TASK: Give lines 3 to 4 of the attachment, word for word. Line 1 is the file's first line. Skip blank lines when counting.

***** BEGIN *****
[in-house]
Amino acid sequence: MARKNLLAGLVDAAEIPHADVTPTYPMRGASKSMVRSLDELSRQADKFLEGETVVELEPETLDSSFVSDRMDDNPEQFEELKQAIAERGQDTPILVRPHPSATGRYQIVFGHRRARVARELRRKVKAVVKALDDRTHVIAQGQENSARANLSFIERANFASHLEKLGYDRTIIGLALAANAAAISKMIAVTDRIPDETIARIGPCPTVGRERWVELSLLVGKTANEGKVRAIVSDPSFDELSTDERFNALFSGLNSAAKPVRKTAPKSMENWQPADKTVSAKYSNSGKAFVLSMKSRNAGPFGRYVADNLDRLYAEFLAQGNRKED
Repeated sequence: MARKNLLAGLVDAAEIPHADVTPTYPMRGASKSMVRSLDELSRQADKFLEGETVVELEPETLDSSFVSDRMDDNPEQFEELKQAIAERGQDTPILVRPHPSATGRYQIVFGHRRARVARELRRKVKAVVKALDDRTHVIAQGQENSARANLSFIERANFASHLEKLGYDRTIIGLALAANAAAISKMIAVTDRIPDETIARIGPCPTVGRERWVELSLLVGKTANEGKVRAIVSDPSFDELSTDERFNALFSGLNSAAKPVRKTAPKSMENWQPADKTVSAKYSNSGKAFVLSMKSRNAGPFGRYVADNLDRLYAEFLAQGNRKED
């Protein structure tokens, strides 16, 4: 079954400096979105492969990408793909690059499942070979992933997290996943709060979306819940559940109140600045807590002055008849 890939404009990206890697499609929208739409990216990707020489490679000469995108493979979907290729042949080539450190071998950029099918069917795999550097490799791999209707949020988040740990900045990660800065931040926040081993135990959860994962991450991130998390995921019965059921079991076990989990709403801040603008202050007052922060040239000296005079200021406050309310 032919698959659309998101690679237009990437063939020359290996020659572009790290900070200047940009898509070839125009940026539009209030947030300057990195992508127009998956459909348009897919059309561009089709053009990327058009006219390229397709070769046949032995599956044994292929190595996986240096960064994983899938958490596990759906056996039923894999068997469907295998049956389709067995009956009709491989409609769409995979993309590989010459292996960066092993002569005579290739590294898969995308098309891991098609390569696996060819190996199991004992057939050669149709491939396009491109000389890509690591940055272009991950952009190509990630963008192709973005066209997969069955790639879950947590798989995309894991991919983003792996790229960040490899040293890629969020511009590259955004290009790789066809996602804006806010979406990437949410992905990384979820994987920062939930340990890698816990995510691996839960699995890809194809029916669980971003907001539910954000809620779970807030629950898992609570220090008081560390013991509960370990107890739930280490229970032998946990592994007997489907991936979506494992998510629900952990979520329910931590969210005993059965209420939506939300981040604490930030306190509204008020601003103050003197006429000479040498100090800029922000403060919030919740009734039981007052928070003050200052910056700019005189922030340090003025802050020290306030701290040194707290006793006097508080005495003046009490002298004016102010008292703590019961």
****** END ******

Repeated sequence: MARKNLLAGLVDAAEIPHADVTPTYPMRGASKSMVRSLDELSRQADKFLEGETVVELEPETLDSSFVSDRMDDNPEQFEELKQAIAERGQDTPILVRPHPSATGRYQIVFGHRRARVARELRRKVKAVVKALDDRTHVIAQGQENSARANLSFIERANFASHLEKLGYDRTIIGLALAANAAAISKMIAVTDRIPDETIARIGPCPTVGRERWVELSLLVGKTANEGKVRAIVSDPSFDELSTDERFNALFSGLNSAAKPVRKTAPKSMENWQPADKTVSAKYSNSGKAFVLSMKSRNAGPFGRYVADNLDRLYAEFLAQGNRKED
């Protein structure tokens, strides 16, 4: 079954400096979105492969990408793909690059499942070979992933997290996943709060979306819940559940109140600045807590002055008849 890939404009990206890697499609929208739409990216990707020489490679000469995108493979979907290729042949080539450190071998950029099918069917795999550097490799791999209707949020988040740990900045990660800065931040926040081993135990959860994962991450991130998390995921019965059921079991076990989990709403801040603008202050007052922060040239000296005079200021406050309310 032919698959659309998101690679237009990437063939020359290996020659572009790290900070200047940009898509070839125009940026539009209030947030300057990195992508127009998956459909348009897919059309561009089709053009990327058009006219390229397709070769046949032995599956044994292929190595996986240096960064994983899938958490596990759906056996039923894999068997469907295998049956389709067995009956009709491989409609769409995979993309590989010459292996960066092993002569005579290739590294898969995308098309891991098609390569696996060819190996199991004992057939050669149709491939396009491109000389890509690591940055272009991950952009190509990630963008192709973005066209997969069955790639879950947590798989995309894991991919983003792996790229960040490899040293890629969020511009590259955004290009790789066809996602804006806010979406990437949410992905990384979820994987920062939930340990890698816990995510691996839960699995890809194809029916669980971003907001539910954000809620779970807030629950898992609570220090008081560390013991509960370990107890739930280490229970032998946990592994007997489907991936979506494992998510629900952990979520329910931590969210005993059965209420939506939300981040604490930030306190509204008020601003103050003197006429000479040498100090800029922000403060919030919740009734039981007052928070003050200052910056700019005189922030340090003025802050020290306030701290040194707290006793006097508080005495003046009490002298004016102010008292703590019961």